The Turkish state, however, denies the Patriarchate legal status and regards Bartholomew as merely spiritual leader of the shrinking Rum minority. And so the seminary is a mausoleum of Orthodox learning, as chilly as the graves that dot the grounds outside. Father Samuel, whose receding hair belies his youth, shares the whole space with a bishop and one other priest. “I know what you’re thinking,” he says with a conspiratorial smile, “but it’s busy here. We get 400,000 visitors a year – Orthodox, Catholic, Muslim. Life is good, not boring.”

He explains that Halki closed because the Turkish government passed a law putting all higher educational establishments under state control, which the Orthodox Church refused to accept. “The government said it was to protect the secular education system from all religious influence,” he says, “Christian and Muslim.”

He has to watch his words. Turkey has a reputation of being unfriendly to its minorities, and in a loose interpretation of anti-terrorist laws, directed nominally against the Kurds, government critics in Turkey are increasingly silenced. Individuals can be penalised for making “propaganda” – which could include campaigning for Halki. In October 2012 the Committee to Protect Journalists, an independent non-profit organisation, reported that there were 76 journalists in prison in Turkey, more than in any other country – almost twice the number in Iran (42) and three times the number in China.

Prof Anagnostopoulos’s son Panos, who grew up on Halki but now lives in London, can be more outspoken. “Halki was shut for political reasons,” he says, “when anti-Greek feeling arising from the Cyprus conflict was at its height.” Some believe it has remained closed because the Patriarchate is suspected of being a nest of spies with a secret weapons cache, spies who continue to espouse the Megali Idea – the Great Idea to reclaim all former Hellenic lands for Greece under a megastate, with Constantinople as its capital.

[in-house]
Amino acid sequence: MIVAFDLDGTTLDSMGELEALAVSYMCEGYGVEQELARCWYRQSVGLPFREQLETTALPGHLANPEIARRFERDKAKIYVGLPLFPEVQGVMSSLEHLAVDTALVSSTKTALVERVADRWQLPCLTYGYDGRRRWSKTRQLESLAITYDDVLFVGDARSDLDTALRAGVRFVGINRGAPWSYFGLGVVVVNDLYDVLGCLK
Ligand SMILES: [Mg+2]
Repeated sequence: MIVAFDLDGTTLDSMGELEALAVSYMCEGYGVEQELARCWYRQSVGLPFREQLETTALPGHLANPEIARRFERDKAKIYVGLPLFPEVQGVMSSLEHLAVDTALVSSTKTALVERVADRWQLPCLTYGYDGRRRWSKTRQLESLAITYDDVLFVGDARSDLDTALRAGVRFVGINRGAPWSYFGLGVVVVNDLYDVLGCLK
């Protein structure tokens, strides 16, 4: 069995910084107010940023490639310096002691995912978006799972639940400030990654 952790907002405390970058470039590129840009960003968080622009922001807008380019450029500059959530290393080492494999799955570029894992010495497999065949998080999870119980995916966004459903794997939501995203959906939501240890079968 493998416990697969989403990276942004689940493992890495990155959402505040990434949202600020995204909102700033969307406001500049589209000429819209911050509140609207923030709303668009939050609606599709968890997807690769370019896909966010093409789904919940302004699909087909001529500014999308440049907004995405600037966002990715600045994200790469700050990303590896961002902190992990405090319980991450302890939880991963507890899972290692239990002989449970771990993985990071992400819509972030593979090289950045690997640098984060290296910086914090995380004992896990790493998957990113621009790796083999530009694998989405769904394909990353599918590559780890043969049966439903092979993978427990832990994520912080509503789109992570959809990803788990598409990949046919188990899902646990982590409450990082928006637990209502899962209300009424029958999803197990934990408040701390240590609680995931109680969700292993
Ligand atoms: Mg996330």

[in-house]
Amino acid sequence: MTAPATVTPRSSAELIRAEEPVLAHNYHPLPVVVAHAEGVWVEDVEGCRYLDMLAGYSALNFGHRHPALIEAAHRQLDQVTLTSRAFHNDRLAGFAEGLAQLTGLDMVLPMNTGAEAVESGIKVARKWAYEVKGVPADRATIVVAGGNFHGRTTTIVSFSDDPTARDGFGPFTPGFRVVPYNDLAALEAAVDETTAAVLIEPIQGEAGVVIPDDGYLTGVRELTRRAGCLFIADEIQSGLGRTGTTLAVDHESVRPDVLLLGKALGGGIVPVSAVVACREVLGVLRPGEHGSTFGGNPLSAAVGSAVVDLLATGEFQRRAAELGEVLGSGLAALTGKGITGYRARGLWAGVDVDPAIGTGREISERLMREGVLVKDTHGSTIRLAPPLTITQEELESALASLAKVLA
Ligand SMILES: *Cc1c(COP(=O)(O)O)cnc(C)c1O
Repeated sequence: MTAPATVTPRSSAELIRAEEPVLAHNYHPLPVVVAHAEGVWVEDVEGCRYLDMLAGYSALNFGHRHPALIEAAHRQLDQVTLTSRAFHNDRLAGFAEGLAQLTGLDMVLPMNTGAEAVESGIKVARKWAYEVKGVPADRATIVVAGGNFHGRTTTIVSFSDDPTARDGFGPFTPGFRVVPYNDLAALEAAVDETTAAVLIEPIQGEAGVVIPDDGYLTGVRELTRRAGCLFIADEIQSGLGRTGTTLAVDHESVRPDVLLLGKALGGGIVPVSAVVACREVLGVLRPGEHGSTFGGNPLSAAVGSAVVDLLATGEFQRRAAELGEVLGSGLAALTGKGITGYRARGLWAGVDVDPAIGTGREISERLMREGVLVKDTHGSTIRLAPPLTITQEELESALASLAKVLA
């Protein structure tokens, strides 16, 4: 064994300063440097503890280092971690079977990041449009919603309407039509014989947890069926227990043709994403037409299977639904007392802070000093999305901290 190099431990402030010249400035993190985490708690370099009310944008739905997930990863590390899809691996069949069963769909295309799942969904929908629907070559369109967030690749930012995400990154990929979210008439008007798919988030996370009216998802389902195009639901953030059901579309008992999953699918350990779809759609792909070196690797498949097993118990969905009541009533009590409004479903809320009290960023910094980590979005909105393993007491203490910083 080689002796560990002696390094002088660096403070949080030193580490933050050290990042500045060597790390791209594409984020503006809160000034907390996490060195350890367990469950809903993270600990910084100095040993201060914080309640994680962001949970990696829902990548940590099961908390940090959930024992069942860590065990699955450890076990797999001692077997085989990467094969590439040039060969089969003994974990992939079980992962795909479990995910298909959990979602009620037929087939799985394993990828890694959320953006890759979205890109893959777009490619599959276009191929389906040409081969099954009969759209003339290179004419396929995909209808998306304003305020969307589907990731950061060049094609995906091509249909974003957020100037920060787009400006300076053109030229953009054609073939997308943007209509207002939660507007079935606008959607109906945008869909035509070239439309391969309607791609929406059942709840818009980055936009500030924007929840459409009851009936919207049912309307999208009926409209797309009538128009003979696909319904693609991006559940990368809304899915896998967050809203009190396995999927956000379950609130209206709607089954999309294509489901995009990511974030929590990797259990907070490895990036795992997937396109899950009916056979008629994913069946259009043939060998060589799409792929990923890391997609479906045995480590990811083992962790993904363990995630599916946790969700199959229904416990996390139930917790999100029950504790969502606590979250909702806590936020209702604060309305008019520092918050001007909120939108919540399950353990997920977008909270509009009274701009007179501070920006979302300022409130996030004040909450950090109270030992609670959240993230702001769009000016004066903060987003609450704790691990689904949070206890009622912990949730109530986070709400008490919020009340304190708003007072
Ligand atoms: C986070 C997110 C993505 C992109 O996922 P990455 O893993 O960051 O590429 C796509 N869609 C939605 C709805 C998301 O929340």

The Rum have long been caught in the historic animosity between Greece and Turkey. Following the exchange of Greek and Turkish populations in 1923, 200,000 Rum were permitted to remain, mainly in Istanbul and on the Aegean islands of Tenedos and Imbros, where Patriarch Bartholomew was born. Their presence was the last remnant of Ottoman cosmopolitanism, in which the streets bustled with Greeks, Turks, Jews, Armenians, Arabs and Levantines, who coexisted with their different languages, dress, foods, businesses, schools and places of worship.

That cosmopolitanism has almost vanished. Considered less as Turkish citizens than as an outpost of Greece, the Rum have endured what the Ecumenical Federation of Constantinopolitans, a moderate group that meets with Turkish ministerial officials to solve Rum-minority issues, describes as “systematic discrimination and harassment”. The Cyprus conflict of the 1950s to the 1970s provoked violent, governmentsponsored anti-Rum riots and 2,000 Rum buildings, including churches, schools, hospitals and 24 monasteries – some of them over a thousand years old – were confiscated. Most were sold or demolished.